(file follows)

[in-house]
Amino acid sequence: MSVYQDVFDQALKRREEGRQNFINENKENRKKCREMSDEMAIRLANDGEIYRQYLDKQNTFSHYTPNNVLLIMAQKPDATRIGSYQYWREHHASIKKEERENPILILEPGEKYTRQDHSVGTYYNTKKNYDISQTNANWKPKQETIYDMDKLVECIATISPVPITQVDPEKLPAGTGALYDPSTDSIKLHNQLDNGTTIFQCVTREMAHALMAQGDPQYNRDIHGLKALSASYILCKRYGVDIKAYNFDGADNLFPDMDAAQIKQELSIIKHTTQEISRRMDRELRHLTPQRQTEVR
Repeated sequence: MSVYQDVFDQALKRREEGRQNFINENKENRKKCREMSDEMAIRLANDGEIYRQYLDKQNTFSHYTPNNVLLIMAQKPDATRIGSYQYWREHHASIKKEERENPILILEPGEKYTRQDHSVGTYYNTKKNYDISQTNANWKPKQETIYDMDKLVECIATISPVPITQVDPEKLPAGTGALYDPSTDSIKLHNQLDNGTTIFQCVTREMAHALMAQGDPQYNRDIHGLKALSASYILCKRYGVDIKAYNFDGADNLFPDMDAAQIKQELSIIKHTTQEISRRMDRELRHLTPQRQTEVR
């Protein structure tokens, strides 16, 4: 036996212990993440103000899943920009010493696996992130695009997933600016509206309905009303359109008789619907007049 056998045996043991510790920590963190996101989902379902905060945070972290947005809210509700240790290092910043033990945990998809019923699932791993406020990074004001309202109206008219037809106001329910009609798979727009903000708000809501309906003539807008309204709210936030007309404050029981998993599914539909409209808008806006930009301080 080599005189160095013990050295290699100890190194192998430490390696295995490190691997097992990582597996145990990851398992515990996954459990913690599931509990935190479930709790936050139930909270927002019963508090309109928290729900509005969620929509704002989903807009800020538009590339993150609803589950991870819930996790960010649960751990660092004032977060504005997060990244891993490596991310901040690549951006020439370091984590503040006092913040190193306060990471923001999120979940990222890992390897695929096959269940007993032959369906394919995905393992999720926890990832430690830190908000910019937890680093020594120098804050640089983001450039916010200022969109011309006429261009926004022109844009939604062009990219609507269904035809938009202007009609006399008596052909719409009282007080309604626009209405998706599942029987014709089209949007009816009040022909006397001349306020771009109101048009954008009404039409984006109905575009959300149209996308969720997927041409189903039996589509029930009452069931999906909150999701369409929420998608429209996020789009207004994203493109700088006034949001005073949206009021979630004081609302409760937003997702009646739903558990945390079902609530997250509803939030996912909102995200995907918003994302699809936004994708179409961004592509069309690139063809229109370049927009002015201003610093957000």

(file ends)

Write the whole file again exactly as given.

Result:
[in-house]
Amino acid sequence: MSVYQDVFDQALKRREEGRQNFINENKENRKKCREMSDEMAIRLANDGEIYRQYLDKQNTFSHYTPNNVLLIMAQKPDATRIGSYQYWREHHASIKKEERENPILILEPGEKYTRQDHSVGTYYNTKKNYDISQTNANWKPKQETIYDMDKLVECIATISPVPITQVDPEKLPAGTGALYDPSTDSIKLHNQLDNGTTIFQCVTREMAHALMAQGDPQYNRDIHGLKALSASYILCKRYGVDIKAYNFDGADNLFPDMDAAQIKQELSIIKHTTQEISRRMDRELRHLTPQRQTEVR
Repeated sequence: MSVYQDVFDQALKRREEGRQNFINENKENRKKCREMSDEMAIRLANDGEIYRQYLDKQNTFSHYTPNNVLLIMAQKPDATRIGSYQYWREHHASIKKEERENPILILEPGEKYTRQDHSVGTYYNTKKNYDISQTNANWKPKQETIYDMDKLVECIATISPVPITQVDPEKLPAGTGALYDPSTDSIKLHNQLDNGTTIFQCVTREMAHALMAQGDPQYNRDIHGLKALSASYILCKRYGVDIKAYNFDGADNLFPDMDAAQIKQELSIIKHTTQEISRRMDRELRHLTPQRQTEVR
């Protein structure tokens, strides 16, 4: 036996212990993440103000899943920009010493696996992130695009997933600016509206309905009303359109008789619907007049 056998045996043991510790920590963190996101989902379902905060945070972290947005809210509700240790290092910043033990945990998809019923699932791993406020990074004001309202109206008219037809106001329910009609798979727009903000708000809501309906003539807008309204709210936030007309404050029981998993599914539909409209808008806006930009301080 080599005189160095013990050295290699100890190194192998430490390696295995490190691997097992990582597996145990990851398992515990996954459990913690599931509990935190479930709790936050139930909270927002019963508090309109928290729900509005969620929509704002989903807009800020538009590339993150609803589950991870819930996790960010649960751990660092004032977060504005997060990244891993490596991310901040690549951006020439370091984590503040006092913040190193306060990471923001999120979940990222890992390897695929096959269940007993032959369906394919995905393992999720926890990832430690830190908000910019937890680093020594120098804050640089983001450039916010200022969109011309006429261009926004022109844009939604062009990219609507269904035809938009202007009609006399008596052909719409009282007080309604626009209405998706599942029987014709089209949007009816009040022909006397001349306020771009109101048009954008009404039409984006109905575009959300149209996308969720997927041409189903039996589509029930009452069931999906909150999701369409929420998608429209996020789009207004994203493109700088006034949001005073949206009021979630004081609302409760937003997702009646739903558990945390079902609530997250509803939030996912909102995200995907918003994302699809936004994708179409961004592509069309690139063809229109370049927009002015201003610093957000």